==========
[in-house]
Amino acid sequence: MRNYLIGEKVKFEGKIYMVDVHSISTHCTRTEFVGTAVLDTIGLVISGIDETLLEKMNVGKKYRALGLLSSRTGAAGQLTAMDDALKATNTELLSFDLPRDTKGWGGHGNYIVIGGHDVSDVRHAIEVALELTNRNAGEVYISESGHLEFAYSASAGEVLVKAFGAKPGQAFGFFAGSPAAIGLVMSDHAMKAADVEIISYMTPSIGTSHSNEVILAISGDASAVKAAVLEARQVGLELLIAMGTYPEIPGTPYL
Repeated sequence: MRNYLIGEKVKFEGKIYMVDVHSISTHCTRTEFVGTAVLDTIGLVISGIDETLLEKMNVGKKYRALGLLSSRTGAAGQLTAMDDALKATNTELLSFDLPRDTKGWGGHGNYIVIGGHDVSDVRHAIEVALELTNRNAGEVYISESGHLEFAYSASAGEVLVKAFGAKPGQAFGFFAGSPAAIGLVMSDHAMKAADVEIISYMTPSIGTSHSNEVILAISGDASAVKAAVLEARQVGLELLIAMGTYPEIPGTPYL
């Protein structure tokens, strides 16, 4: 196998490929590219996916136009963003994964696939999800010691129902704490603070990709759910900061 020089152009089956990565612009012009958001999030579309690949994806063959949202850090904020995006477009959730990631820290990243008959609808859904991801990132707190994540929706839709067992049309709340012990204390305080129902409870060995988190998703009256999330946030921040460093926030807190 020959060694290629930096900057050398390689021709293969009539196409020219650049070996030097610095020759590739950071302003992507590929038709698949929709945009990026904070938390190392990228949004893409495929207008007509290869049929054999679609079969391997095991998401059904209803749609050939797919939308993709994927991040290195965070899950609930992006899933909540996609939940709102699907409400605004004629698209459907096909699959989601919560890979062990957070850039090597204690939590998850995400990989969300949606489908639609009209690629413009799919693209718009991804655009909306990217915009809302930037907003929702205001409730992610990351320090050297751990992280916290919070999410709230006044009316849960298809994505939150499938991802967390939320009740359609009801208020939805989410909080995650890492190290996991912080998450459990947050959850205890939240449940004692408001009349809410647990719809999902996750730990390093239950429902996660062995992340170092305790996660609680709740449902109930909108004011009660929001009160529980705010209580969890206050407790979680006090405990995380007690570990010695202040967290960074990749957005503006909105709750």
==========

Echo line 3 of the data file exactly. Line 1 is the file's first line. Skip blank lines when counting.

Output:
Repeated sequence: MRNYLIGEKVKFEGKIYMVDVHSISTHCTRTEFVGTAVLDTIGLVISGIDETLLEKMNVGKKYRALGLLSSRTGAAGQLTAMDDALKATNTELLSFDLPRDTKGWGGHGNYIVIGGHDVSDVRHAIEVALELTNRNAGEVYISESGHLEFAYSASAGEVLVKAFGAKPGQAFGFFAGSPAAIGLVMSDHAMKAADVEIISYMTPSIGTSHSNEVILAISGDASAVKAAVLEARQVGLELLIAMGTYPEIPGTPYL